“At the time, I was the person in the department with the most clinical experience, having worked in a number of inpatient and outpatient settings,” Dr. Ginnetty, whose doctoral degree is in clinical psychology, said.
Dr. Ginnetty has served as director of a Catholic Charities mental health clinic in the city, as a staff member of a chemical dependency counseling agency in Nassau County and as a staff psychologist in the student mental health clinic on the campus of Stony Brook University.
“Over the years, with the help of colleagues and students and the cooperation of wonderful professionals in the community, we have been able to expand the internship program so that it offers placement opportunities in over a dozen types of settings,” Dr. Ginnetty said. “Students intern at public schools, developmental centers, court-supervised family visitation programs, domestic violence programs, an emergency hotline, a residential treatment center for female adolescents and a mental health clinic, to name only some of the sites.”
His Favorite Memories at SJC
It occurs each December and May.
“There comes a moment on final exam day when I’ve collected the last of the blue books and I’m finally sitting alone in the classroom that has been a temporary home for me and my students for the past three and half months,” Dr. Ginnetty shared. “I sit there for a while and am invariably flooded with memories of all of the special moments that have taken place in that space — the exciting concepts discussed, the poignant life stories shared, the funny things that have been said (intentionally or sometimes non-intentionally), the skills that have been proudly mastered and relationships that have been formed or strengthened over the weeks.”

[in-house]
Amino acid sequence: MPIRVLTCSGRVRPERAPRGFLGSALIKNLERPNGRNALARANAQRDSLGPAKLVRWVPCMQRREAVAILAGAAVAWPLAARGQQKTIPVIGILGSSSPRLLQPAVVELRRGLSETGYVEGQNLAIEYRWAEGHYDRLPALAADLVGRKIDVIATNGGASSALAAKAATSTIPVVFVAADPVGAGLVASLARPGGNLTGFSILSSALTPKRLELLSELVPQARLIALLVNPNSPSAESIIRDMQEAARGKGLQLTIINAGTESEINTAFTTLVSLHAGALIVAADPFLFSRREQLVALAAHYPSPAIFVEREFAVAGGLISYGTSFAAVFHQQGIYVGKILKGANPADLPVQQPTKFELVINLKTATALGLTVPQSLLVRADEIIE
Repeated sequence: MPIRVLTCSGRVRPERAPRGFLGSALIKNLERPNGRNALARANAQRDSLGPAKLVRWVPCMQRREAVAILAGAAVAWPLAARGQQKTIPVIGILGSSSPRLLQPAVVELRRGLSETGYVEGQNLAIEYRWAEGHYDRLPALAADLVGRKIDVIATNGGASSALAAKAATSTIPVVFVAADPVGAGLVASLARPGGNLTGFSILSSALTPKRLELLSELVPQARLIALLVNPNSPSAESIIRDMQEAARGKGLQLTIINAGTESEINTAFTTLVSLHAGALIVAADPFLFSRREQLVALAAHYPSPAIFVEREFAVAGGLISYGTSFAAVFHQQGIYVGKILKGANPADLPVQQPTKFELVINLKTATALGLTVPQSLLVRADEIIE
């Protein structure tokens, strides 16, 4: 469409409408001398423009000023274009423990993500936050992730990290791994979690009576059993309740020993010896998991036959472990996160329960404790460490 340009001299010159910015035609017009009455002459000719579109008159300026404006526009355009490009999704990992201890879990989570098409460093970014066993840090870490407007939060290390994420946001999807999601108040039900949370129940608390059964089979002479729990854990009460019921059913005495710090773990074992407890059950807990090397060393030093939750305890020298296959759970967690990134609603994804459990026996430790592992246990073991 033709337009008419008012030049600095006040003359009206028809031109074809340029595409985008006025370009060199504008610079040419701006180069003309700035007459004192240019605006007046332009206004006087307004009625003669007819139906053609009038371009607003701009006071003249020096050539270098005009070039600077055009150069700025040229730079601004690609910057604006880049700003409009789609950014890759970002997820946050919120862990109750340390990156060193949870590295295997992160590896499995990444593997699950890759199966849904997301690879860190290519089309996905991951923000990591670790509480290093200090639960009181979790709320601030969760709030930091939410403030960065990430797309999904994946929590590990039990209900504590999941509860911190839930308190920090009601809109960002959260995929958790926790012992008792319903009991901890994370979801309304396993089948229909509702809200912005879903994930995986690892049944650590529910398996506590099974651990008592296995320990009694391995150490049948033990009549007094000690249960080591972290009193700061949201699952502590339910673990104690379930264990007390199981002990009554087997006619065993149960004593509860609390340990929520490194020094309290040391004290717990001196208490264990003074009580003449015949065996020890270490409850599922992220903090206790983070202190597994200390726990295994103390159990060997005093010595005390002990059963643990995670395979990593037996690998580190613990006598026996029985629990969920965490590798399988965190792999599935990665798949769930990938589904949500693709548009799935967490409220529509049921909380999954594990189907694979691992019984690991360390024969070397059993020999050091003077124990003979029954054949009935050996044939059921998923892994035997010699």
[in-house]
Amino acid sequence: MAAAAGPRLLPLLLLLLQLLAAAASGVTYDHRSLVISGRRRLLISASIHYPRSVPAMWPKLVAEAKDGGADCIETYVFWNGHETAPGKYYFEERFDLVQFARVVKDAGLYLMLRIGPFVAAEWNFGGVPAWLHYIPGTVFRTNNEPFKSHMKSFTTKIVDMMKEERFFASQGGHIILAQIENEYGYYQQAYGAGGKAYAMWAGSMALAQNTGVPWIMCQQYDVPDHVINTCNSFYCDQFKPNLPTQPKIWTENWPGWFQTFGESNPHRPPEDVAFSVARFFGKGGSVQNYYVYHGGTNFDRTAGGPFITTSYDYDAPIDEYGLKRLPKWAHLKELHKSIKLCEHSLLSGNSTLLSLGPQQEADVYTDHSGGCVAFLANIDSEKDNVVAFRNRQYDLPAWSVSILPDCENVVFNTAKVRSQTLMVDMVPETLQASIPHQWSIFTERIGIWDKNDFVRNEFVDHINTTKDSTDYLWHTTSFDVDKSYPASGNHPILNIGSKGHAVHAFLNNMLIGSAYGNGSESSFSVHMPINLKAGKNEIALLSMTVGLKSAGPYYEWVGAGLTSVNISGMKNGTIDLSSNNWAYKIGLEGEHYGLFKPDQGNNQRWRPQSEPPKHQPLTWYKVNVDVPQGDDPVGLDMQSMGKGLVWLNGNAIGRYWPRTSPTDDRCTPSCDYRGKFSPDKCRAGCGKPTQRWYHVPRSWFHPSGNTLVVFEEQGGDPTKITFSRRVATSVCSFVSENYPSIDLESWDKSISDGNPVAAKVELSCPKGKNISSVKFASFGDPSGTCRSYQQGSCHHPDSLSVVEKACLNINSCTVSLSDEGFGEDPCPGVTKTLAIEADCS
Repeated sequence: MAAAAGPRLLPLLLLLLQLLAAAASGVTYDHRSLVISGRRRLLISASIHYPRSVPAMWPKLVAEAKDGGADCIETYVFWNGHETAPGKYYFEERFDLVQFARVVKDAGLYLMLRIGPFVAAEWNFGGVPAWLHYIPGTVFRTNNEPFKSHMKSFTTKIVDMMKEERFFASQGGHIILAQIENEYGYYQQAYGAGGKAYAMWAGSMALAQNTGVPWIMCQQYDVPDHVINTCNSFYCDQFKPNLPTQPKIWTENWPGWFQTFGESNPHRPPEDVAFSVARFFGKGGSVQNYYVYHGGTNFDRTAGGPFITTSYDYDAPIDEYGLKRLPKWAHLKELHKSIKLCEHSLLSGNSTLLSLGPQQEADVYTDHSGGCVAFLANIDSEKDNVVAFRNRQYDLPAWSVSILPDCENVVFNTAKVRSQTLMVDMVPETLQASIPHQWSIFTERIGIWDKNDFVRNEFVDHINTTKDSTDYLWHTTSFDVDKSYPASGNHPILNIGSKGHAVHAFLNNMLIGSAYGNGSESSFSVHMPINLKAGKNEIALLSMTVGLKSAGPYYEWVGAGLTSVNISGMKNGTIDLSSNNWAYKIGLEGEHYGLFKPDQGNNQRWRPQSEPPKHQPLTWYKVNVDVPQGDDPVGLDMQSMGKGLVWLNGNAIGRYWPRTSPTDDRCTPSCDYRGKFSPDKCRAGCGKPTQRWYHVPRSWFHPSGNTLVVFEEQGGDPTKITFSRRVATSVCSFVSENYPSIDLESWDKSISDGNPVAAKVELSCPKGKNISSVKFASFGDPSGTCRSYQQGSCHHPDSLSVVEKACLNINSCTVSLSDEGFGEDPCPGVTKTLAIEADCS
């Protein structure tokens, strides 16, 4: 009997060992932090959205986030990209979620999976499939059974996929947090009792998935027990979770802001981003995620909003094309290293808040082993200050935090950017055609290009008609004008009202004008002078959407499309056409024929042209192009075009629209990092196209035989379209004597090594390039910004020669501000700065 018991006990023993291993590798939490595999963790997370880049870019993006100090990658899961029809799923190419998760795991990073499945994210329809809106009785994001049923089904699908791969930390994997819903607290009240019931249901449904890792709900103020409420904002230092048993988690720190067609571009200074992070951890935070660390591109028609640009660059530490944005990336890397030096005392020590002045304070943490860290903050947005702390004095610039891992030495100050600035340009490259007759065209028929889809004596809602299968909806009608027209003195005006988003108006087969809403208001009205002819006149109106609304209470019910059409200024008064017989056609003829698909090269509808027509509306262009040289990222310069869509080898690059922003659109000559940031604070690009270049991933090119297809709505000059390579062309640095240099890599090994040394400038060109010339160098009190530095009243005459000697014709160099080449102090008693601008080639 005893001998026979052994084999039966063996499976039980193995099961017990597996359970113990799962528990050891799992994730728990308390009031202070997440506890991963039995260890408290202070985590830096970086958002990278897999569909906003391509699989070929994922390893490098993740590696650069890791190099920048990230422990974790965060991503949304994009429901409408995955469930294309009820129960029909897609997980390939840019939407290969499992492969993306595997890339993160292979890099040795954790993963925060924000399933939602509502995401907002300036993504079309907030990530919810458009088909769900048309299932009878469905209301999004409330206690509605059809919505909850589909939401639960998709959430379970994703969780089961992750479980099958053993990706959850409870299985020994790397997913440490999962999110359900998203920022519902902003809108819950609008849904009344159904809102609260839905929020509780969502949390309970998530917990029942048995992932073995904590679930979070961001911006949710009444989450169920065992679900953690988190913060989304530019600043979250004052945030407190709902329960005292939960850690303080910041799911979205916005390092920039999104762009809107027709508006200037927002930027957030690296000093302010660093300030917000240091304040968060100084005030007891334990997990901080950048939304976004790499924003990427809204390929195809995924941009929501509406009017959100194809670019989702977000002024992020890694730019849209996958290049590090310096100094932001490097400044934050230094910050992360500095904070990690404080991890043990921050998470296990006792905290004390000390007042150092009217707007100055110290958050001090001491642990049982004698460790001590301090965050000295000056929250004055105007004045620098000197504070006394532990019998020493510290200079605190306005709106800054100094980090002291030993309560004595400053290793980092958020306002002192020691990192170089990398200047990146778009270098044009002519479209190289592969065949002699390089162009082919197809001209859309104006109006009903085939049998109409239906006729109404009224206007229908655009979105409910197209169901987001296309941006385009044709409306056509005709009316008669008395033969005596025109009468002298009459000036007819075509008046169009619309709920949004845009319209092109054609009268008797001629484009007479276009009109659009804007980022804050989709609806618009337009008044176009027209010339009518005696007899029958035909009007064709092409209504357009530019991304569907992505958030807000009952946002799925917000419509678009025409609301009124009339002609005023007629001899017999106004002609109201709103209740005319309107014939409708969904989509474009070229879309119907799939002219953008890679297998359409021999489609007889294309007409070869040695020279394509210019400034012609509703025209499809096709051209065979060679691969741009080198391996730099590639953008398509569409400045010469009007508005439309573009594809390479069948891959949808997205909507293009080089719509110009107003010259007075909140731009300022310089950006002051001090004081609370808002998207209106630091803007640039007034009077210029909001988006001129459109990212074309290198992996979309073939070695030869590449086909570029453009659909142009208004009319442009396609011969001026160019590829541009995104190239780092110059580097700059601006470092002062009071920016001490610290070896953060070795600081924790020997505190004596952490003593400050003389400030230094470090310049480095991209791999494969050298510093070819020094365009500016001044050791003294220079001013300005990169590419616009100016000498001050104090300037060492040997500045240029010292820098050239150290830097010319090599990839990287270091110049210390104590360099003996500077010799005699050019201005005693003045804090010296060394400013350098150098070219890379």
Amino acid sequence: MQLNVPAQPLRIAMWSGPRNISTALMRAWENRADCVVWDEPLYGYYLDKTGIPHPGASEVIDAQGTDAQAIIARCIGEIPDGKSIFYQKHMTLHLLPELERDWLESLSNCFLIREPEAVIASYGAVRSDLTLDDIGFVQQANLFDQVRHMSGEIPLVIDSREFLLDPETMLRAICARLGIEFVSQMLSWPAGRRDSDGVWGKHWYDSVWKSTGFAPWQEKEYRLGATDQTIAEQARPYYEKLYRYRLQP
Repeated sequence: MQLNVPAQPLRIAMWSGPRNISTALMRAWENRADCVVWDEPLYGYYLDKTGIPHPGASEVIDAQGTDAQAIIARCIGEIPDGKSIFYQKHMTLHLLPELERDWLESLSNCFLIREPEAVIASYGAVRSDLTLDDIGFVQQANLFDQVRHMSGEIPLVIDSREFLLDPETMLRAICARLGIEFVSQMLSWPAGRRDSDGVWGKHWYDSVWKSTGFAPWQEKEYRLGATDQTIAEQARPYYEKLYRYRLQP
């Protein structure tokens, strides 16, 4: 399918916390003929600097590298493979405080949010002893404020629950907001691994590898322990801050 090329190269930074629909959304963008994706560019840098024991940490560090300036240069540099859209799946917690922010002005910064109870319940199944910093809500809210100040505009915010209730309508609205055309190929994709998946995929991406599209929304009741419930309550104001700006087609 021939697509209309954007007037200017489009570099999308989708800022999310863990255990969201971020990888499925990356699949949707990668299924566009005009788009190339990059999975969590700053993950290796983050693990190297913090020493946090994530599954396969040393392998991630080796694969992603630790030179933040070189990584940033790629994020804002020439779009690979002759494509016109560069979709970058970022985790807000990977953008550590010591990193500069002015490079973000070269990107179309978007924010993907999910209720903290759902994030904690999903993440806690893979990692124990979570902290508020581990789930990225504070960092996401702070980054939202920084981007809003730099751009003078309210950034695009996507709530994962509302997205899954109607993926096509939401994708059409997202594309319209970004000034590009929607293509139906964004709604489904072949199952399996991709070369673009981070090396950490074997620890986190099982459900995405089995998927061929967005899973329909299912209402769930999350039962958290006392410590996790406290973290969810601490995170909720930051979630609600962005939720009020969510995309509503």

It’s clear that Dr. Ginnetty’s passion for his career and for his students runs deep.
“It is no exaggeration to say that I feel very strongly each time that my students and I have shared a special, memorable time together and have stood together — however briefly — on sacred ground,” said Dr. Ginnetty, who studied to be a Roman Catholic priest but postponed his ordination because, he said, he felt called to the lifestyle of marriage and family.
“I like to savor that feeling for a while before I eventually, ambivalently exit that space and wonder what challenges and opportunities the next semester will bring. Life seems to go by quickly when you live it in repetitive cycles of 14 weeks each. Before you know it, you’ve lived through sixty or more semesters, which would be scary were it not for the way that working with young adults somehow perpetually regenerates whatever is still young inside one.”
Advice to Aspiring Psychologists
“Be open to new experiences in your education and training,” Dr. Ginnetty said when asked what advice he’d offer aspiring psychologists. “Try out different things to see which ones seem to offer the best fit for your particular personality style and interests. Keep evolving, even as you strive to find your niche, which is to say become the kind of psychologist that offers you the best opportunities to use your unique and distinctive gifts as a person, be that in the research lab, in private practice, in a state psychiatric facility or in a corporate consulting role.
“There’s the proverbial ’embarrassment of riches’ available to you in our field. Keep your eyes open and be attuned to the one or ones that suit you best.”